Genesis GV60 facial recognition review: does this scary new tech actually work?
The future is coming, and it wants your face... to open up your car
What’s the tech?
Facial recognition for your car. Y’know, like your phone.
How does it work?
Genesis is the world’s first car company to bring this to market. A camera in the B-pillar reads a 3D map of your face and, if it likes what it sees, unlocks the door for you. It’s called 'Face Connect' and there are coloured LEDs in a circle around the camera to let you know what’s going on. There’s then a fingerprint sensor inside that lets you start the car. Up to four faces can be stored in the system, and all the data is kept encrypted in the car – no biometric data is uploaded to a Genesis cloud server.
What’s the reality?
Set-up is faster and easier than with your phone. Having used the key (yes, it comes with one of those, too) you follow the on-screen instructions to set up your fingerprint and face. From then on all you have to do is look at the B-pillar when you press the door handle and the car will open. All good.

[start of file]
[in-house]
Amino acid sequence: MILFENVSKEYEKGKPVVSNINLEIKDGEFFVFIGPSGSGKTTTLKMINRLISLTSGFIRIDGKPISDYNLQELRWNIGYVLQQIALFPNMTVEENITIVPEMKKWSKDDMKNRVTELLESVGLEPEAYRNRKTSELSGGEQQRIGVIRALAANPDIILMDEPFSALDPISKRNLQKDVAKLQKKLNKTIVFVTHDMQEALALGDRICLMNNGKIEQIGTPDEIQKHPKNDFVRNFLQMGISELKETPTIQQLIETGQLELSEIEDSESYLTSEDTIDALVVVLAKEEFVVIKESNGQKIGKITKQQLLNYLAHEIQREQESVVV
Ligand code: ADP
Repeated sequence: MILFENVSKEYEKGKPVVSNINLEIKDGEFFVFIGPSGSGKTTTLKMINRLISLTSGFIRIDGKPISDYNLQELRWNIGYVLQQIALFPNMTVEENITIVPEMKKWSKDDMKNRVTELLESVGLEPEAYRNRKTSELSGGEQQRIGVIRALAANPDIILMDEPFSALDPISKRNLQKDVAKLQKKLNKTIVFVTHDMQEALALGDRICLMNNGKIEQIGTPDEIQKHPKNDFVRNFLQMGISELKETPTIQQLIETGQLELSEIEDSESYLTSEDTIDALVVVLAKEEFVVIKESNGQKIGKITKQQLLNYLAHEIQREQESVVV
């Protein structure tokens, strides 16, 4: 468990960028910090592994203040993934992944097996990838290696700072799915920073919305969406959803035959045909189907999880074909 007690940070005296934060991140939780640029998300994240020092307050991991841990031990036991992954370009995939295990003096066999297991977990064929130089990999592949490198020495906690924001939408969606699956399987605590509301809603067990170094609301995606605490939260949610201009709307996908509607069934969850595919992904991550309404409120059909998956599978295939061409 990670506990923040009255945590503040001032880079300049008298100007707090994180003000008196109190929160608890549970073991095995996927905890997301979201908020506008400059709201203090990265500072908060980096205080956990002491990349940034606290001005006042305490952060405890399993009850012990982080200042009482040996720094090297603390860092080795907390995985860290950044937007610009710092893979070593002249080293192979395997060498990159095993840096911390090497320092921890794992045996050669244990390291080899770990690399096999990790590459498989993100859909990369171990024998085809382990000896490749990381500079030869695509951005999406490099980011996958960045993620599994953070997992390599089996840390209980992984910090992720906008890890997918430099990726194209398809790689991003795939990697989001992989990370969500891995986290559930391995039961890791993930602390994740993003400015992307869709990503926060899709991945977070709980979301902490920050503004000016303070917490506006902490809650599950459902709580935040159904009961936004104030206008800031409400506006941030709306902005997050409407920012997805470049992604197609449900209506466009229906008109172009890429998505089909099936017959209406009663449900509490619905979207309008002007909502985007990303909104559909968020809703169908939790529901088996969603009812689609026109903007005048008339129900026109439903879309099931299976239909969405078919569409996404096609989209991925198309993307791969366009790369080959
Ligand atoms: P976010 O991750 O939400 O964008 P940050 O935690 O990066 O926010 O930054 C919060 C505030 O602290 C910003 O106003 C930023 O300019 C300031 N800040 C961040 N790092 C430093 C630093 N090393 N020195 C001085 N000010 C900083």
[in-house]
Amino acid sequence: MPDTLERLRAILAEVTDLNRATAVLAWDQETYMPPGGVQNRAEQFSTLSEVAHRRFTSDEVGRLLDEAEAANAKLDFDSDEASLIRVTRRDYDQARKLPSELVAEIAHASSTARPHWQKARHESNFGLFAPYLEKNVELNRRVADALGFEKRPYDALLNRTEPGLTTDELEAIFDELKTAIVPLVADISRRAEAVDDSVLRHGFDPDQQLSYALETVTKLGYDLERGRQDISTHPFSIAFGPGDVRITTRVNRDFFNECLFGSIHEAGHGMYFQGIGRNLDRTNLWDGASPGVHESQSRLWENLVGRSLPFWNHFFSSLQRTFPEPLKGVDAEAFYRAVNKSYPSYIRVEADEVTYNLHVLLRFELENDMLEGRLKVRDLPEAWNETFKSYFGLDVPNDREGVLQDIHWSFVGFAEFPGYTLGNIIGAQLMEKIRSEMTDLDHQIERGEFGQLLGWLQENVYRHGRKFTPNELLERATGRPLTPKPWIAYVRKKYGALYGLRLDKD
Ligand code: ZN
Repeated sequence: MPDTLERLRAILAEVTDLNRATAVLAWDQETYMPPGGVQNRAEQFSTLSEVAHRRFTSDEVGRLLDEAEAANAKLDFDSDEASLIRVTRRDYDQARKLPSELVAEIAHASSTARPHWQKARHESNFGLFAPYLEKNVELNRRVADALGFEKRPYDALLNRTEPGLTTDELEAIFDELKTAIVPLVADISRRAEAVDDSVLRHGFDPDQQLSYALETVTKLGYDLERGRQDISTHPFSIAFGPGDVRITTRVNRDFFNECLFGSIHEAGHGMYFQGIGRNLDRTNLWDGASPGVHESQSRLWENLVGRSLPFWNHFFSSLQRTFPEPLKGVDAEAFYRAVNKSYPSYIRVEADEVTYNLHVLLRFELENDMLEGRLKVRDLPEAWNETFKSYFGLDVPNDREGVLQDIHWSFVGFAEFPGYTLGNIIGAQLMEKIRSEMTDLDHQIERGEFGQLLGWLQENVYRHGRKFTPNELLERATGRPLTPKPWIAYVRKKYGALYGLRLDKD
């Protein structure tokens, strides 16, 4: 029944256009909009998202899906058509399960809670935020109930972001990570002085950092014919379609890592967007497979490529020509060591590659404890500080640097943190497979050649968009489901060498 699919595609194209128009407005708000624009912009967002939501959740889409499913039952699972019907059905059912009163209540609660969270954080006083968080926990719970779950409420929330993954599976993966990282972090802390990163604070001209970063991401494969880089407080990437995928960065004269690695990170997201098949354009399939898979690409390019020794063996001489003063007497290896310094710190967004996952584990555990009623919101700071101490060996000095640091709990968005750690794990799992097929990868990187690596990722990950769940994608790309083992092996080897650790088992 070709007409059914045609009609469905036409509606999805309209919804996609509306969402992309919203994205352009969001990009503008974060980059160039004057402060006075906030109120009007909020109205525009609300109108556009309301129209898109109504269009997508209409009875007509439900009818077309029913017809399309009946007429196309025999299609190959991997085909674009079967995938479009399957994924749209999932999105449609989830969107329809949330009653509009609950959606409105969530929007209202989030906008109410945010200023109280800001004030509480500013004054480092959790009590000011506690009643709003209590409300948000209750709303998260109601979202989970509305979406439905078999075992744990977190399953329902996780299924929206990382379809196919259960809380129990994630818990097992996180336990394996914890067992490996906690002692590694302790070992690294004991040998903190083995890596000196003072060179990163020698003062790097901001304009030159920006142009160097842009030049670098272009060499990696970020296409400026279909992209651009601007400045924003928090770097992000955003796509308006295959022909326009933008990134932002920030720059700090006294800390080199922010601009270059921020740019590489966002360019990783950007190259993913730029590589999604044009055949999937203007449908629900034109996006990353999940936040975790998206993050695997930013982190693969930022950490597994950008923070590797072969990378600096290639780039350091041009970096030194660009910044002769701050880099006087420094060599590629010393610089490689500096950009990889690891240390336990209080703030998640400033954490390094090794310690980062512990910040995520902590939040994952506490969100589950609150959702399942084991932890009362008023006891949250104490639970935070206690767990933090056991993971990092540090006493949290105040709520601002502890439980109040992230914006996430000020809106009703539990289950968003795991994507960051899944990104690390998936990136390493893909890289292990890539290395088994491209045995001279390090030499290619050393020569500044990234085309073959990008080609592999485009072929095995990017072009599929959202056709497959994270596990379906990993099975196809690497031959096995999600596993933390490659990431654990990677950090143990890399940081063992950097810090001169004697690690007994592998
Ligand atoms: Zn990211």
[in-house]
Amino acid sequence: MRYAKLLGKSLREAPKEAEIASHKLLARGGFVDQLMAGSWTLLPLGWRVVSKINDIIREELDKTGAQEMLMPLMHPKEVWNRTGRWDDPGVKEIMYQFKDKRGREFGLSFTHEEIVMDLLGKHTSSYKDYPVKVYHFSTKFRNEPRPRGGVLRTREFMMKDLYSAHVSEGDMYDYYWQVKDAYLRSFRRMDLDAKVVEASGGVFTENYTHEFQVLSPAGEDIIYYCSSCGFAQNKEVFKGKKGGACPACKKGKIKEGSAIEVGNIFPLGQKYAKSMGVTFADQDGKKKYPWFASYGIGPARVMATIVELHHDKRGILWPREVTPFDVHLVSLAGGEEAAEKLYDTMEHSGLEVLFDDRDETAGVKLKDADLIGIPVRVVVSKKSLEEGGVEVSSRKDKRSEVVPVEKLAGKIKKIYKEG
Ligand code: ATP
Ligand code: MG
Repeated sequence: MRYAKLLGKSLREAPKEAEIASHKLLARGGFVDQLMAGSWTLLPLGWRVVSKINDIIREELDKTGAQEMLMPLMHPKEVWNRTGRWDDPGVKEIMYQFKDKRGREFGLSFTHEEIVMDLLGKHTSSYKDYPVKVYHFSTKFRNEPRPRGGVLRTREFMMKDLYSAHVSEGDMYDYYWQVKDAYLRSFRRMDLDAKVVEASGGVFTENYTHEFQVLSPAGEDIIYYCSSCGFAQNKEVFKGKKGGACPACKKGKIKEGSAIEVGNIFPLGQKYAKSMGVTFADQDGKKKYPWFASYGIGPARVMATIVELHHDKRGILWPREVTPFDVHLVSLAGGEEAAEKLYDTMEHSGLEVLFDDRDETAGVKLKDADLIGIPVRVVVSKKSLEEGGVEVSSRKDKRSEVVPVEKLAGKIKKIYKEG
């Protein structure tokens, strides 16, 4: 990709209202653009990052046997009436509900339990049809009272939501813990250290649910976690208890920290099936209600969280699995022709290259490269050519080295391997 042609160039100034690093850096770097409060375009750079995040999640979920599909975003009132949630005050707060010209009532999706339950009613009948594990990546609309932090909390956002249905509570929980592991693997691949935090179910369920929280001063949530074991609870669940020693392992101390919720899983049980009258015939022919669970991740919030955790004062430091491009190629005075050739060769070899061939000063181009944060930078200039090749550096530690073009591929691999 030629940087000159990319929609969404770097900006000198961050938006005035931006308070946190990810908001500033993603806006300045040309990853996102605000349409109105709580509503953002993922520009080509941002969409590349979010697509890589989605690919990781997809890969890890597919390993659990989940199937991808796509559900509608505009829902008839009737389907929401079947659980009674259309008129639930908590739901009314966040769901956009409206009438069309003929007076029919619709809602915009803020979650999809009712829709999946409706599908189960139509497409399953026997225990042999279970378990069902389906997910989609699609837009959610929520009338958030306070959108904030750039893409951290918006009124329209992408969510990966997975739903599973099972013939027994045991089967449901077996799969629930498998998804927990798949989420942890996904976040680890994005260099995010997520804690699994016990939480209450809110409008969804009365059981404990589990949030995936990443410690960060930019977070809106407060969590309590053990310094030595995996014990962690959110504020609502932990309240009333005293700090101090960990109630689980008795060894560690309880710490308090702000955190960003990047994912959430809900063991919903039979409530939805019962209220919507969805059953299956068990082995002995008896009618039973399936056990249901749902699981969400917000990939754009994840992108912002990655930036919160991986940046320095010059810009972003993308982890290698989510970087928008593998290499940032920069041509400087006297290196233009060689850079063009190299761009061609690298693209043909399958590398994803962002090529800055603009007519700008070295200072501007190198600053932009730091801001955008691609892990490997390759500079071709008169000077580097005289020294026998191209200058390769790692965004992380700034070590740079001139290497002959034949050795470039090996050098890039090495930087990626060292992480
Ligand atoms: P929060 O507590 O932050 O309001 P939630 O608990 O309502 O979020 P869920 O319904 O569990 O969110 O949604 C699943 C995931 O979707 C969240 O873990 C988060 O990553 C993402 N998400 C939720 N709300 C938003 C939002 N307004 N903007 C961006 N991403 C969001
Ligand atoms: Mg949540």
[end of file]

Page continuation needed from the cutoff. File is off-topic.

You don’t have to remember your keys, which means no-one can steal them, they’re not scratching your phone in your bag or filling your pockets. Good news. It works in the dark and no, showing the camera a picture of your face doesn’t work (we tried).
A few issues lurk, though. It’s not as fast as your phone. The camera needs to see your face for a few seconds, which, if you’ve parallel parked on a busy road, is nerve-wracking. There’s also only the one camera on the driver’s pillar, so if you want to open the boot, you’ll need to visit that first. It also struggled with the driver wearing sunglasses when the sun was behind. When the light goes red instead of green your stomach lurches – how the hell do you get in now?
Gimmick or gadget?
Gadget. Just. It’s a fun talking point and works well provided you’re not in a rush (the whole face entry and fingerprint start-up process takes extra seconds we don’t normally allow for).
Best of all, like the Genesis remote phone app (yes, there’s one of those too), it costs nothing to add – it’s now standard equipment on all GV60s. Treat it as a useful extra feature, rather than a game changer, because what it mostly serves to do is remind you how sensible/flexible a remote control fob is.
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